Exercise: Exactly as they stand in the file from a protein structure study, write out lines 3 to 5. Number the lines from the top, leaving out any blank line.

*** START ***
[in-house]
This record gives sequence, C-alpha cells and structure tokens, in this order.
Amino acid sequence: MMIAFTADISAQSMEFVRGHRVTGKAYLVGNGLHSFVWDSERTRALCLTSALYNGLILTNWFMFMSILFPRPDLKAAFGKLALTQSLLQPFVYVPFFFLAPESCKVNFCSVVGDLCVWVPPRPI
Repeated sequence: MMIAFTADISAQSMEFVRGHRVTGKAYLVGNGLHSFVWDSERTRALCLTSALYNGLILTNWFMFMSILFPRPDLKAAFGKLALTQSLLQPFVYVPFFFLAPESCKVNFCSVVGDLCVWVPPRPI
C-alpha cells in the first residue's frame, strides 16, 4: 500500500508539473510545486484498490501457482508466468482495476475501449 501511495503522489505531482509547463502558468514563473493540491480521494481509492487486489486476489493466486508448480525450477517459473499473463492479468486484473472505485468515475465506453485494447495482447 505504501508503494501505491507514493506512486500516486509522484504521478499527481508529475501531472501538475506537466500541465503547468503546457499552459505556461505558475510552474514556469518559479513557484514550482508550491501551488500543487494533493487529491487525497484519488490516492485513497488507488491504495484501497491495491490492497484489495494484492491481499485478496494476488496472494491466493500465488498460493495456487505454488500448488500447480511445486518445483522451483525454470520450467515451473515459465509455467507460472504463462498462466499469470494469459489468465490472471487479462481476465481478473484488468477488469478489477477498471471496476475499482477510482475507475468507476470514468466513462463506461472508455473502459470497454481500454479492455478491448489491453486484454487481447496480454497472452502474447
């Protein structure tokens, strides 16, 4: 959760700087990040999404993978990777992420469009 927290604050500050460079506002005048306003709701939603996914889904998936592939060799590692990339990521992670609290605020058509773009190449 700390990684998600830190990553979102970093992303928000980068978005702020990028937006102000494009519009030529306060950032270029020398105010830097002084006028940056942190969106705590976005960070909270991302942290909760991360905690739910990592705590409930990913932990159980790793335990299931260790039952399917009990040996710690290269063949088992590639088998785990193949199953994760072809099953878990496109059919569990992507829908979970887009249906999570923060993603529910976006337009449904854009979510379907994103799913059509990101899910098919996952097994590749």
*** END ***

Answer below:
Amino acid sequence: MMIAFTADISAQSMEFVRGHRVTGKAYLVGNGLHSFVWDSERTRALCLTSALYNGLILTNWFMFMSILFPRPDLKAAFGKLALTQSLLQPFVYVPFFFLAPESCKVNFCSVVGDLCVWVPPRPI
Repeated sequence: MMIAFTADISAQSMEFVRGHRVTGKAYLVGNGLHSFVWDSERTRALCLTSALYNGLILTNWFMFMSILFPRPDLKAAFGKLALTQSLLQPFVYVPFFFLAPESCKVNFCSVVGDLCVWVPPRPI
C-alpha cells in the first residue's frame, strides 16, 4: 500500500508539473510545486484498490501457482508466468482495476475501449 501511495503522489505531482509547463502558468514563473493540491480521494481509492487486489486476489493466486508448480525450477517459473499473463492479468486484473472505485468515475465506453485494447495482447 505504501508503494501505491507514493506512486500516486509522484504521478499527481508529475501531472501538475506537466500541465503547468503546457499552459505556461505558475510552474514556469518559479513557484514550482508550491501551488500543487494533493487529491487525497484519488490516492485513497488507488491504495484501497491495491490492497484489495494484492491481499485478496494476488496472494491466493500465488498460493495456487505454488500448488500447480511445486518445483522451483525454470520450467515451473515459465509455467507460472504463462498462466499469470494469459489468465490472471487479462481476465481478473484488468477488469478489477477498471471496476475499482477510482475507475468507476470514468466513462463506461472508455473502459470497454481500454479492455478491448489491453486484454487481447496480454497472452502474447